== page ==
Placeholder Image

字幕列表 影片播放

  • Nickel is element number 28 between Cobalt (27) and Copper (29)

  • Nickel has been known for a long time as an element or as a mixture with other metals

  • But it was only isolated as an element in

  • 1751 by Axel Friedrich Cronstedt in Sweden.

  • To begin with it didn't have really much use and the big breakthrough for Nickel came in the 19th century

  • when it was discovered that if you added Nickel to Steel

  • you could make very strong armor.

  • Particularly armor plates for ships so that

  • your ship was stronger than the enemies and their shells couldn't penetrate

  • About the same time, a large deposit of Nickel or Nickel ore

  • was discovered in Sudbury in Ontario in Canada so that in some ways...

  • Nickel has become a Canadian element.

  • There are also now large deposits in Russia

  • But the Canadians have become so proud of Nickel

  • Axel Friedrich Cronstedt, his portrait is on the premier medal of the Canadian Institute of Chemistry

  • It is thought that the nickel deposit in Canada probably came with a meteorite from outer space,

  • because meteorites quite often have a very high Nickel content

  • and presumably in the very distant past a massive meteorite struck what is now Canada

  • and buried itself in the Sudbury region.

  • You don't need a very large diameter meteorite to contain an awful lot of metal.

  • The big breakthrough in the refining of Nickel came in 1890

  • when the British chemist, Ludwig Mond, who was a major industrialist, had a problem in his chemical works

  • that some of the Nickel valves on his chemical plant were found to corrode - dissolve

  • And he discovered or his assistant Finker discovered

  • that this was caused by a reaction between Carbon Monoxide and Nickel.

  • In 1890 they published a key paper about the compound.

  • The compound is called Nickel Tetracarbonyl { Ni(Co)4 }

  • It consists of essential nickel atom surrounded by four Carbon Monoxide groups arranged in a tetrahedron.

  • What made this compound really unusual is that when you think about transition metals - Iron, Copper, Nickel,

  • you think of coloured salts which are solids all the time

  • Nickel Carbonyl was a liquid, it was colorless and it boils at 43° C (107.6° F)

  • So it was almost a gas at room temperature.

  • The important thing about Nickel carbonyl

  • is that you can distill it easily and if you heat it up it decomposes back into nickel and carbon monoxide

  • So it turned out to be a really good way of purifying Nickel ore

  • And Mond set up a company specifically to get nickel from the ores in Sudbury.

  • So he was reacting the ore with carbon monoxide which extracted out the nickel and in fact some of the iron -

  • both of these so-called carbonyl compounds

  • You can then separate them by distillation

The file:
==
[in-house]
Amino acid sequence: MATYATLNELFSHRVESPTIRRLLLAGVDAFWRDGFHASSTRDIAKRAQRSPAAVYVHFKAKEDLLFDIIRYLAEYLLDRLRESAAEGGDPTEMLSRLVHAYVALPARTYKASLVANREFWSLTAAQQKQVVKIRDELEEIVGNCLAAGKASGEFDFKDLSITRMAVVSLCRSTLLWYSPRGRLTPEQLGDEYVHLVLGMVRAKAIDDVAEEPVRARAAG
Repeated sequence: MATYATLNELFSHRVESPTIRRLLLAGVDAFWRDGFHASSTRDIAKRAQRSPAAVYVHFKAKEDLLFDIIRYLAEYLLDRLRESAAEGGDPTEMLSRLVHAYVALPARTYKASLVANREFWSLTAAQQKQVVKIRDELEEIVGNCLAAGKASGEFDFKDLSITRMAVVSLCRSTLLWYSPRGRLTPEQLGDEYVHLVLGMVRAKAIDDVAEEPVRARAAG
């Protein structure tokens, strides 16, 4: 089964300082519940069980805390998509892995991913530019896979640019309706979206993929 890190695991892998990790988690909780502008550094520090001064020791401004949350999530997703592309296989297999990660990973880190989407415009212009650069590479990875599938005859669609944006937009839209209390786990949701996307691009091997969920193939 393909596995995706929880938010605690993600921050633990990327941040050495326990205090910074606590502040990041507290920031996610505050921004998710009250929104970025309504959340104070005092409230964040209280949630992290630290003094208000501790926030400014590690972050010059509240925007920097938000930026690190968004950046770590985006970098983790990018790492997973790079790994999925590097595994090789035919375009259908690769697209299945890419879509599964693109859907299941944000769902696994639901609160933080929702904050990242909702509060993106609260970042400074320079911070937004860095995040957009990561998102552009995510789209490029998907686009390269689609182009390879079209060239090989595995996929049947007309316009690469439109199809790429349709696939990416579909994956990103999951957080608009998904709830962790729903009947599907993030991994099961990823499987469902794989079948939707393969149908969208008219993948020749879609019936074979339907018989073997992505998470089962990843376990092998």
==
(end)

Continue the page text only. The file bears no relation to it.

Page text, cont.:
• Heat them up to decompose them and you get absolutely pure nickel and some iron as well.

  • It was then discovered that nickel was a very good catalyst for reacting organic compounds with hydrogen

  • And particularly it was discovered that you could hydrogenate vegetable oils, sort of cooking oils that you use.

  • And these oils have Carbon-Carbon double bonds.

  • If you react this with hydrogen, the melting point of the oils increases

  • so the material becomes more like butter

  • And this is how you make margarine, by reacting vegetable oil with hydrogen and the Nickel is the Catalyst.

  • The hydrogen is absorbed onto the surface of Nickel the organic compound is also absorbed onto the surface

  • and when the molecules are held there, the hydrogen can transfer from the nickel onto the carbon of the double bond.

  • [Music]

  • I was very keen to do a big experiment demonstration in this video,

  • and I wanted to do it with a material called Raney Nickel.

  • Murray Raney was an American chemist working on the hydrogenation of fats trying to make a better catalyst

  • and the problem with the catalyst is, because it is solid and the molecules are absorbing on the surface

  • the bigger the surface area within reason, the better the catalyst.

  • So he needed some way of dividing up the nickel

  • so it was in very small particles, so it had a very large surface area

  • And he hit on the idea of mixing molten aluminium and molten nickel - these melted metals

  • And they mix when they are liquid, but when they solidify they separate

  • So you end up with a lump of aluminium with tiny bits of Nickel embedded in the solid

  • rather like currants or cherries in the cake

  • [Neil opens the can]

  • You can then put these mixed nickel aluminum pellets into sodium hydroxide

  • [Music + experiment sounds]

  • The sodium hydroxide dissolves the aluminium,

  • rather like we've done before with Coke cans

  • and they leave the nickel quite untouched

  • But they come out like removing the cherries from the cake

  • and they have a very low surface area.

  • So now my experiment.

  • I had read that Raney nickel is Pyrophoric, it reacts with oxygen in the air and bursts into flames